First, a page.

Courtney Love’s hoarding habits killed the cat. Or so her daughter says.
Frances Bean, said in a statement to the courts (when she was filing from a restraining order from her mother in 2009) that the family’s beloved cat died after it became entangled in piles of fabrics, paperwork and mounds of trash.
That information has just been released in a book called Courtney Comes Clean. Although Courtney denies it is true and whether or not she is a true hoarder is the subject of much internet speculation.
But a new report – from Catholic Community Services – has suggested that more than 1 million Australians are compulsive hoarders – many of whom need urgent medical help.
The ABC reports:
A conference in Sydney is looking at the issue of hoarding and squalor.
Dr Chris Mogan, who treats compulsive hoarders in Australia, describes the problem as a “severe over-attachment to things”.= display_ad('x18', 'hidden-xs hidden-md mm_incontent', 'MM In Content'); ?>= display_ad('x20', 'visible-xs mm_mob_incontent', 'MM In Content (Mobile)'); ?>
“Their relationships with people are affected … [it] is very difficult for the non-hoarder to understand, but the possessions become part of them,” he told ABC News Breakfast.
Anyone can be a hoarder according to Dr Morgan, who says the “condition” doesn’t discriminate on the basis of age either. He wants hoarding, which is “five times more prevalent than schizophrenia” recognised as a clinical condition.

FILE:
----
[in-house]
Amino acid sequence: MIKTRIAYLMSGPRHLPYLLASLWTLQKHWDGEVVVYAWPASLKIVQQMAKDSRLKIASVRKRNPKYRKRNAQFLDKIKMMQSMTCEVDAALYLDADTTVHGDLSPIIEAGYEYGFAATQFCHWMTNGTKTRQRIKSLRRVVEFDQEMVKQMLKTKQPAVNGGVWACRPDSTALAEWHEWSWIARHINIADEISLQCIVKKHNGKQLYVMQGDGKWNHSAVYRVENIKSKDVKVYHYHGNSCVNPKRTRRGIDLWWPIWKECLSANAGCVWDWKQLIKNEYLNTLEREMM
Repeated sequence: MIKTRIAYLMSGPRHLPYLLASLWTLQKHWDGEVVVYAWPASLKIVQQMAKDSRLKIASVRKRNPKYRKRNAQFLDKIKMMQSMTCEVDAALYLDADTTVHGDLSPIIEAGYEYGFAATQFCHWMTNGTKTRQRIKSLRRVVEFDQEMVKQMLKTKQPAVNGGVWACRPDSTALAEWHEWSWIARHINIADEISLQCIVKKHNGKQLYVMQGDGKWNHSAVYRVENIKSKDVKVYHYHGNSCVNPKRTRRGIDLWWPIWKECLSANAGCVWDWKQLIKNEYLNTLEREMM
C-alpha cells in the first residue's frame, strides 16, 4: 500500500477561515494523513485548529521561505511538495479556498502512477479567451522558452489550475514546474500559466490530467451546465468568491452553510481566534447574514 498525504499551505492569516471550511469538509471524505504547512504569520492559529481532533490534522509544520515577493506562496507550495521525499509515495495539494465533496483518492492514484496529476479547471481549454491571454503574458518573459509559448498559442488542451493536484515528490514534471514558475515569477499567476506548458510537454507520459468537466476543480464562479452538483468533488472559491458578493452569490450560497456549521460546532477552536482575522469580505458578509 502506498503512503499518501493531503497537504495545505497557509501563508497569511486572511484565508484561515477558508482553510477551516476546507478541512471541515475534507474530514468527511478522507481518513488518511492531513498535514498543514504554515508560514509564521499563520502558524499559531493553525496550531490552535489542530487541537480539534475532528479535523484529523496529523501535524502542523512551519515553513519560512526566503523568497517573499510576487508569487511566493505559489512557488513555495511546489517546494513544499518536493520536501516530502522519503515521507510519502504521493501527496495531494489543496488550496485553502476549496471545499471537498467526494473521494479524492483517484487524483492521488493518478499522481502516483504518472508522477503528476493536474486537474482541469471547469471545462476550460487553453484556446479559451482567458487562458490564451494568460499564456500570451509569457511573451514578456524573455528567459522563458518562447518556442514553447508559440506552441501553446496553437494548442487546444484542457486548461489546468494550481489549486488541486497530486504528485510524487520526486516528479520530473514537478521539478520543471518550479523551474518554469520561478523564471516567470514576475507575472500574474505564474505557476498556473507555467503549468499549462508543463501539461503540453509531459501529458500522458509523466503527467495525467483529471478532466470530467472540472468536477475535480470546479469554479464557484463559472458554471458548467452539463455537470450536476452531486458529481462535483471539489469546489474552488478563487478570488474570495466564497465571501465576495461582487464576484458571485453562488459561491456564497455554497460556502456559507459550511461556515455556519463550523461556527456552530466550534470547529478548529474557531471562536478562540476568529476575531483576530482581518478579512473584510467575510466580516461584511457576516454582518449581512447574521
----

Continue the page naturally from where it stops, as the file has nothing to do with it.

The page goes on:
In the US, there are shows dedicated to people’s compulsive hoarding habits.
Last week on ABC’s Life Matters, writer Clementine Ford admitted her own tendencies to hoard. She said she identified as a hoarder after she read a book by comedian Corrine Grant ( Lessons in Letting Go: Confessions of a Hoarder) in which she admitted to being unable to throw away birthday cards because she felt like she was throwing away love from the person who gave it to her.
She also spoke about the effect moving around as a child had effected her tendency to hold onto things. “I think that when you moved around a lot you tend to attach sentimentality to objects because it gives you what you feel is a grounded place in your own history,” she said.
But if you keep everything, she said, nothing means anything. Which is why she’s started clearing our years’ worth of stuff.
Calls and comments to the segment were interesting. People spoke of not being able to throw anything that they thought could be used one day. One woman admitted that hoarding had ended her marriage. And someone asked the question: ‘What right does anyone tell me I have to tidy up my home?’
You can listen to that full interview here.
I’ve always wondered where the line between nostalgia stops and the hoarding begins. Or what about collecting and hoarding? Trash and treasure? I never realised how much I’d held onto over the years until I attempted to pack up my life and move it interstate a few months ago. I’d kept everything from birthday cards to my ENTIRE high school uniform. Knee-high socks and all. But why?
I’m sure I’m not the only one who is guilty of keeping special things. We all love to take trips down memory lane; they remind us of where we’ve come from, what we’ve achieved and the people who’ve played important roles in our lives. But I’m wondering – do we need physical objects to reminisce? If something has been significant enough in our lives, surely memory – is enough. Isn’t it?
Do you hold onto things you don’t need anymore? Where’s the line on what to keep and what to throw out? What have you kept and what have you saved?